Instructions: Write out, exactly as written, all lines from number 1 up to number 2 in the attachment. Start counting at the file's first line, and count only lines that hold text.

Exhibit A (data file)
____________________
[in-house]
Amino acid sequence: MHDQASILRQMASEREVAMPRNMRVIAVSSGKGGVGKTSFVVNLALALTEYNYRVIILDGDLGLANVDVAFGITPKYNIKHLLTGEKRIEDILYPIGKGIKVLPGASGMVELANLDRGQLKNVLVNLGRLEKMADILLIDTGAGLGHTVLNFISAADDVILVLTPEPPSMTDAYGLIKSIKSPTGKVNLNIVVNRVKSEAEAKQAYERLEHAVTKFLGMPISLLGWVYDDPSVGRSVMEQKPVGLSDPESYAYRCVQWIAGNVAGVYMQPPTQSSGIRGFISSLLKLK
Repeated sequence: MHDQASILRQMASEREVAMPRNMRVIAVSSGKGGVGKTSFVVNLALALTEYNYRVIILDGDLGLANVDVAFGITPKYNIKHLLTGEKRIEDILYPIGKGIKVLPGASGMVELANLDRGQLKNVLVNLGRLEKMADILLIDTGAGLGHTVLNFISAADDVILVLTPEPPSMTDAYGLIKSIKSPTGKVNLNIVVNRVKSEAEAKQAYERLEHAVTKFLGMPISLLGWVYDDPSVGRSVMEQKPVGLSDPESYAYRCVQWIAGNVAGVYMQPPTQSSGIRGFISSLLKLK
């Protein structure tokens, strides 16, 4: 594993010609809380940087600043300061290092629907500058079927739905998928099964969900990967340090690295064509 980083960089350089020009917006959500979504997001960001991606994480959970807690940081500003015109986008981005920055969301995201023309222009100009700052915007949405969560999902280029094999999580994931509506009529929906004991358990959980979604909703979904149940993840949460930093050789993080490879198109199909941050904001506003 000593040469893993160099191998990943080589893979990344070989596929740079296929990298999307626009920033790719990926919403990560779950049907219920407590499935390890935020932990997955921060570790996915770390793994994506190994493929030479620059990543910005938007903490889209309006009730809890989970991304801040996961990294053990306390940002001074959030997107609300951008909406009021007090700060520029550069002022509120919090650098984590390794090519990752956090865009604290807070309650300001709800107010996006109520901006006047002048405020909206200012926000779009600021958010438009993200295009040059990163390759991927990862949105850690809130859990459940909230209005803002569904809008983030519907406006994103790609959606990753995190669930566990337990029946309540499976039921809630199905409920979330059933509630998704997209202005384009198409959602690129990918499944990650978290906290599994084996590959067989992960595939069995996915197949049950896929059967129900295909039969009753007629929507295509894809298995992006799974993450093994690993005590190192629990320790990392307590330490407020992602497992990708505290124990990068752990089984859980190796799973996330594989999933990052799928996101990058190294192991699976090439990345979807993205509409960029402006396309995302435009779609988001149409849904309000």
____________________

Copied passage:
[in-house]
Amino acid sequence: MHDQASILRQMASEREVAMPRNMRVIAVSSGKGGVGKTSFVVNLALALTEYNYRVIILDGDLGLANVDVAFGITPKYNIKHLLTGEKRIEDILYPIGKGIKVLPGASGMVELANLDRGQLKNVLVNLGRLEKMADILLIDTGAGLGHTVLNFISAADDVILVLTPEPPSMTDAYGLIKSIKSPTGKVNLNIVVNRVKSEAEAKQAYERLEHAVTKFLGMPISLLGWVYDDPSVGRSVMEQKPVGLSDPESYAYRCVQWIAGNVAGVYMQPPTQSSGIRGFISSLLKLK